GD: Having been to many Erkenbrand events, I can say that your audience is younger, more energetic, and more connected to the English-speaking Alt Right than is typical in Europe. What do you think is the explanation for this, given that you’re a Dutch movement?
EB: Well, for one, it has to do with the fact that Dutch people are very fluent in English. Ninety-one percent of Dutch people are able to conduct a simple conversation in English. The other nine percent are probably non-Western immigrants. Contrast this with the French, who absolutely refuse to speak English and are therefore in their own bubble, something which few people outside France know about. Most people reading this probably won’t know about magazines like Nouvelle École and Synergies Europeénes, or Websites like Démocratie Participative. The same goes for Germany. But these are also countries large enough to sustain diverse nationalist movements. The Dutch fluency in English lends itself to consuming foreign media, especially on mediums like YouTube. Many a redpill story I’ve heard involves YouTubers leading them down the path. And there is also very little alternative media in the Dutch language. Dutch political YouTubers can be counted on one hand. So the Dutch have to seek out such content elsewhere.
This explains the engagement with the American Alt Right. As for our members being younger and energetic, I think it has to do with the political climate here. Geert Wilders’ Party for Freedom (PVV) and Thierry Baudet’s Forum for Democracy (FvD) both poll at ten percent of the vote. The PVV says outright that it wants Islam banned, all mosques shut down, the Qur’an made illegal, and all criminal Muslims deported. Wilders even talks about us losing our country to immigrants. The FvD is less radical on Islam, but has been caught in scandals about race and IQ. Twenty percent of the electorate back these parties.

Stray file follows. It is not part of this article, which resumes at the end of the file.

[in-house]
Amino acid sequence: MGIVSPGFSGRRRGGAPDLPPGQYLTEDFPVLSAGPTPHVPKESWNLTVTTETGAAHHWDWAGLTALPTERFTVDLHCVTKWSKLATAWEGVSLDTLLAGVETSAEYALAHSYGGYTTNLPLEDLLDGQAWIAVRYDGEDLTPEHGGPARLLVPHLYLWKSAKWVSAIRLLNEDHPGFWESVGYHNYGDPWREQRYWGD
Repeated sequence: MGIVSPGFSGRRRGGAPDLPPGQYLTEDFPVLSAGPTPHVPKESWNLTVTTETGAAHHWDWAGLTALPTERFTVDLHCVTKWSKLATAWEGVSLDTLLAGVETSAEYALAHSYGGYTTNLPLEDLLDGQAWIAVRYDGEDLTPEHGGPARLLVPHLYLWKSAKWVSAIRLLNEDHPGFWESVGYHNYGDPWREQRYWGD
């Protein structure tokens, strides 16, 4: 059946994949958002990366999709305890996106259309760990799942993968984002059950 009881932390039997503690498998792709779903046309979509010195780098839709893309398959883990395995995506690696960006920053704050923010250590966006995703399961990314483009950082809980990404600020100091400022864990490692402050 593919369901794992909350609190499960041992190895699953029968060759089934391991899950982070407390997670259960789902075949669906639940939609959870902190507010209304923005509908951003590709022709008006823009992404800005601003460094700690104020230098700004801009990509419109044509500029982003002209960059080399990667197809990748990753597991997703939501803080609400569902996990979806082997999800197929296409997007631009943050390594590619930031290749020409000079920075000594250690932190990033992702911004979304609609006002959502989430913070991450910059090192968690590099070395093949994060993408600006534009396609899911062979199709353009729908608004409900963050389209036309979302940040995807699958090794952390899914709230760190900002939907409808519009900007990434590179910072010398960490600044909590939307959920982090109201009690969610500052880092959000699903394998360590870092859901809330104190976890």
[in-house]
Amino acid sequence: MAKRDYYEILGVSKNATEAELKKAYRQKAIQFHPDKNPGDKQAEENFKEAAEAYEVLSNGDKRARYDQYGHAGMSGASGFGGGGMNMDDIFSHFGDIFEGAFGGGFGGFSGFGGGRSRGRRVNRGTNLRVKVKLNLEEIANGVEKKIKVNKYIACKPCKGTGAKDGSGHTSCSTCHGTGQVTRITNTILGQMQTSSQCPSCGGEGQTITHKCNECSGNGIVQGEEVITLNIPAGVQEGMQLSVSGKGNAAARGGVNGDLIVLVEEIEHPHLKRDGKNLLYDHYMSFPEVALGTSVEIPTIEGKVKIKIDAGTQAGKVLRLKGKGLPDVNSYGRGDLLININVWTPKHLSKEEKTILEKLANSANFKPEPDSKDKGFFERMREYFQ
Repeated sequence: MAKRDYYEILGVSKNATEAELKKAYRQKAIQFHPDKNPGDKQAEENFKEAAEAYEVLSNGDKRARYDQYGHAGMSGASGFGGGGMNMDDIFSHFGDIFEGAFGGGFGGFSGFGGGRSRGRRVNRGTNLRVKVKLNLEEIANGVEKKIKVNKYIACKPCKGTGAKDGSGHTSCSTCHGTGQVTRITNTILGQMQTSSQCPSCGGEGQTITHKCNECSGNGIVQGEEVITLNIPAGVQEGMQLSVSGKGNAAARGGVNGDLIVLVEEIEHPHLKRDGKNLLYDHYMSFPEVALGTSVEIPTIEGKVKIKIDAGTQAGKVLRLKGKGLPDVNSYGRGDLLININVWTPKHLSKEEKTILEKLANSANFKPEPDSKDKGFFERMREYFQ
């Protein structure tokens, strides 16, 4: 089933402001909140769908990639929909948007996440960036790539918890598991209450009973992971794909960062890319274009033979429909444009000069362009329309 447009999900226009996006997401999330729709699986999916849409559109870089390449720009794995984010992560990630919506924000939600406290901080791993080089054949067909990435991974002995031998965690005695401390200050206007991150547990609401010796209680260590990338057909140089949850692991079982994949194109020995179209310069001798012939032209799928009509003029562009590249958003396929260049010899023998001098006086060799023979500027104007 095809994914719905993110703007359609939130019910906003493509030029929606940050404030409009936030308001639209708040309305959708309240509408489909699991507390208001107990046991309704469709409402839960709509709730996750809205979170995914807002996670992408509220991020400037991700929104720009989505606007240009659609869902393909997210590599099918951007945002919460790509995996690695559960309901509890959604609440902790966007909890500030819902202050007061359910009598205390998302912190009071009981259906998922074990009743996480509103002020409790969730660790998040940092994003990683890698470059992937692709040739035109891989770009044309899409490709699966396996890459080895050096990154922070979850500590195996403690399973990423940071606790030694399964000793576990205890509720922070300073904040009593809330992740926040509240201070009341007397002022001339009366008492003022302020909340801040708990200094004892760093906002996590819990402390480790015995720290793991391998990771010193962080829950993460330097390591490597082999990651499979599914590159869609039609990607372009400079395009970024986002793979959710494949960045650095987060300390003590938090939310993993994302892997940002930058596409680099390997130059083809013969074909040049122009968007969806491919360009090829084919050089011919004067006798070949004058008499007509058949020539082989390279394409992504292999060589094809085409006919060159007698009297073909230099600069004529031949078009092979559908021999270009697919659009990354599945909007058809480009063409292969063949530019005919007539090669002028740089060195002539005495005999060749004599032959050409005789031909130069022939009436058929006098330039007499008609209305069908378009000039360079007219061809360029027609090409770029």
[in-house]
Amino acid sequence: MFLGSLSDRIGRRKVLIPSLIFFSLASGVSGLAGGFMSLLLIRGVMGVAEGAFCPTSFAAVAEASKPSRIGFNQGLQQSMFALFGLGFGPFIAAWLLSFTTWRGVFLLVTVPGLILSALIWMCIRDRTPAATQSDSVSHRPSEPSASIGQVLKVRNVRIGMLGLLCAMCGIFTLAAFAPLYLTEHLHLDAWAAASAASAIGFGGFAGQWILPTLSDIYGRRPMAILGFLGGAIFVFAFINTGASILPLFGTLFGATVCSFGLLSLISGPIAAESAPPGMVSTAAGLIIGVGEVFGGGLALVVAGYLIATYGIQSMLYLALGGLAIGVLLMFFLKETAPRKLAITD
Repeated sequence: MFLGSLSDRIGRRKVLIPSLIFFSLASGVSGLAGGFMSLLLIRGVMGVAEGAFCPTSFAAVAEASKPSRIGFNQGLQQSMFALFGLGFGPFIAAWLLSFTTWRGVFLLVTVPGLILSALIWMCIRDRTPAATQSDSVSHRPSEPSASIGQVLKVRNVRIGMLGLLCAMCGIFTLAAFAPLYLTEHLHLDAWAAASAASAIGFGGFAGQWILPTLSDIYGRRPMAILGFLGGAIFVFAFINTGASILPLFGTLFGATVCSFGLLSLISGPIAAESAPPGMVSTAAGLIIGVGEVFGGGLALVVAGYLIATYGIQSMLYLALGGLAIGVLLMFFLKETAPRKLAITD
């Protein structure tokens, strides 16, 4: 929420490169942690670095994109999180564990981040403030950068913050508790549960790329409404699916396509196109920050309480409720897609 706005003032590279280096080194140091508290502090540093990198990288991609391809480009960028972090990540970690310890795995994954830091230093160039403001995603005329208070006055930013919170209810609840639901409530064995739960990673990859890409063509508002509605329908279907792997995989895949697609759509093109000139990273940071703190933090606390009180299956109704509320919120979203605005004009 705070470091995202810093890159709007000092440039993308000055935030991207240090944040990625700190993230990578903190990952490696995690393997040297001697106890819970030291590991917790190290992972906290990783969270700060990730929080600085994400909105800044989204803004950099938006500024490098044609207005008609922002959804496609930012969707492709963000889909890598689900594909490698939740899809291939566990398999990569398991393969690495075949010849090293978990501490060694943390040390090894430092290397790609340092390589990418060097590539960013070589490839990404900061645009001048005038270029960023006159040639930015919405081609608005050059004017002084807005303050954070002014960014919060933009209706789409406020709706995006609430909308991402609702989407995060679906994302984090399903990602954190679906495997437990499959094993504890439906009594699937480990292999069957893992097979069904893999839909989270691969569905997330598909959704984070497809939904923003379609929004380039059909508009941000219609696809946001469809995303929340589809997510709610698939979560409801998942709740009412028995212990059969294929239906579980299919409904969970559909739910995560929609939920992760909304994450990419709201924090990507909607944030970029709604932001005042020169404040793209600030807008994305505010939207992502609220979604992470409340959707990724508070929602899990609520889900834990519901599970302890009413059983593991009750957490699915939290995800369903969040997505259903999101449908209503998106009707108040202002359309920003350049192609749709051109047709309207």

There was an outcry in the media when it was reported that Thierry Baudet had dined with Jared Taylor. Baudet’s reaction was remarkable in the sense that he didn’t denounce Taylor. He merely stated to the media that he was interested in people with interesting views different from his own. Trump showed us one way to deal with such accusations, Baudet another. Both confirm what our movement has suggested for years to those accused of thought crimes or implied guilt by association: that is, never apologize.